Format

Send to

Choose Destination
See comment in PubMed Commons below
Neurobiol Dis. 2007 Jun;26(3):707-17. Epub 2007 Apr 5.

MRI and MRS alterations in the preclinical phase of murine prion disease: association with neuropathological and behavioural changes.

Author information

  • 1Experimental Neuroimaging Group, Department of Physiology, Anatomy and Genetics, University of Oxford, Sherrington Building, Parks Rd., Oxford, OX1 3PT, UK.

Abstract

Prion diseases are fatal chronic neurodegenerative diseases. Previous qualitative magnetic resonance imaging (MRI) and spectroscopy (MRS) studies report conflicting results in the symptomatic stages of the disease, but little work has been carried out during the earlier stages of the disease. Here we have used the murine ME7 model of prion disease to quantitatively investigate MRI and MRS changes during the period prior to the onset of overt clinical signs (20+ weeks) and have correlated these with pathological and behavioural abnormalities. Using in vivo MRI, at the later stages of the preclinical period (18 weeks) the diffusion of tissue water was significantly reduced, coinciding with significant microglial activation and behavioural hyperactivity. Using in vivo MRS, we found early (12 weeks) decreases in the ratio of N-acetyl aspartate to both choline (NAA/Cho) and creatine (NAA/Cr) in the thalamus and hippocampus, which were associated with early behavioural deficits. Ex vivo MRS of brain extracts confirmed and extended these findings, showing early (8-12 weeks) decreases in both the neuronal metabolites NAA and glutamate, and the metabolic metabolites lactate and glucose. Increases in the glial metabolite myo-inositol were observed at later stages when microglial and astrocyte activation is substantial. These changes in MRI and MRS signals, which precede overt clinical signs of disease, could provide insights into the pathogenesis of this disease and may enable early detection of pathology.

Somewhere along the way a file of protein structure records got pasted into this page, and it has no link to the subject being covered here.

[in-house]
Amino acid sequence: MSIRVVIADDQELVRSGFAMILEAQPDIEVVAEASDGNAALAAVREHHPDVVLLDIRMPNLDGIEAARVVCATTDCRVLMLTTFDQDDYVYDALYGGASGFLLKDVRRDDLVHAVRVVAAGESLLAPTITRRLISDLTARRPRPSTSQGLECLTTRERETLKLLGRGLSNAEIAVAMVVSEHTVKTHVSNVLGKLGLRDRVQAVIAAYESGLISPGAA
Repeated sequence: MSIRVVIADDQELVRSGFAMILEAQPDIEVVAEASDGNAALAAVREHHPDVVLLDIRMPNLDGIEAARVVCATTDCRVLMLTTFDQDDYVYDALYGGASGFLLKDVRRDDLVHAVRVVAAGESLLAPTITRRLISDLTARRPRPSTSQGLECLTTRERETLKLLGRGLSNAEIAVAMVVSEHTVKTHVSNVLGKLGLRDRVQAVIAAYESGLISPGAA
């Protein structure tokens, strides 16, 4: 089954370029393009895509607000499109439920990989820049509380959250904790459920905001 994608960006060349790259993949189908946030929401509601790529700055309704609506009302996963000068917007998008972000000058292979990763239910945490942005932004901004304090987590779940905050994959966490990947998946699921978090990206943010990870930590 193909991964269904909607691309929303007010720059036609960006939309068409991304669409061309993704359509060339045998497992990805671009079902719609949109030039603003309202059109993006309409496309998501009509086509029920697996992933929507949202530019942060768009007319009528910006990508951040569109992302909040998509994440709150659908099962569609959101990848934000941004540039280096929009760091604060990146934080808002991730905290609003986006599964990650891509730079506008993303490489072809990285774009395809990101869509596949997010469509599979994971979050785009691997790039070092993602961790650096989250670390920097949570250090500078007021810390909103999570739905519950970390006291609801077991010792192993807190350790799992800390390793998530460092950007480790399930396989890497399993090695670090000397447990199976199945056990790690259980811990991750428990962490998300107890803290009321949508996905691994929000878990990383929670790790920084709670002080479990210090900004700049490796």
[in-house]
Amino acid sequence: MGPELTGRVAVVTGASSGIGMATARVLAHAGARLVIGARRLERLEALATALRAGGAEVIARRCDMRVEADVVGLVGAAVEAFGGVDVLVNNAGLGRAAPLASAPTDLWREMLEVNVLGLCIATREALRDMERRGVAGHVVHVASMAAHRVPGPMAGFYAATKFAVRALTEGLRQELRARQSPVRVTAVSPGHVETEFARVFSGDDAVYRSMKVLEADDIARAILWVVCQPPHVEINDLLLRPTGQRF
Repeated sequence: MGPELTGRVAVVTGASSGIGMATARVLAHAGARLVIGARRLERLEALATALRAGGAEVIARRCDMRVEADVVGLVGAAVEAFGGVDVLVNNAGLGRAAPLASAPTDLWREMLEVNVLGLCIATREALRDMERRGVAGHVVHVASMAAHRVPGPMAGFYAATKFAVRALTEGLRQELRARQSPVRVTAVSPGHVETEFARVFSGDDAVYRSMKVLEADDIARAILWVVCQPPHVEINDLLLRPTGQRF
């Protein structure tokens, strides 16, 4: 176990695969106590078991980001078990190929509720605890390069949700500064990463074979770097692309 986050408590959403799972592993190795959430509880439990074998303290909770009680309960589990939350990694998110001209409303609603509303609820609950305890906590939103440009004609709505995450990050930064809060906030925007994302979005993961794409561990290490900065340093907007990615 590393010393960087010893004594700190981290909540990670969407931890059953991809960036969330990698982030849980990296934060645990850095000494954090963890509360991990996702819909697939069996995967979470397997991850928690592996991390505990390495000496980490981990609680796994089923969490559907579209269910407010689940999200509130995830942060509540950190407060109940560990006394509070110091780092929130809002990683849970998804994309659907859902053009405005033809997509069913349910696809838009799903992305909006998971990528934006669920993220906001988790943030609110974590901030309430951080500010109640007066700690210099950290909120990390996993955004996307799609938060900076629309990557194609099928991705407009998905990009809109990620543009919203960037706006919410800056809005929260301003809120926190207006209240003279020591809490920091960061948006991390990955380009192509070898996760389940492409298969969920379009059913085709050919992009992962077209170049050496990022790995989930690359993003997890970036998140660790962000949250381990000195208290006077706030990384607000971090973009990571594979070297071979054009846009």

PMID:
17490889
DOI:
10.1016/j.nbd.2007.04.001
[PubMed - indexed for MEDLINE]
PubMed Commons home

PubMed Commons

0 comments
How to join PubMed Commons

    Supplemental Content

    Full text links

    Icon for Elsevier Science
    Loading ...
    Support Center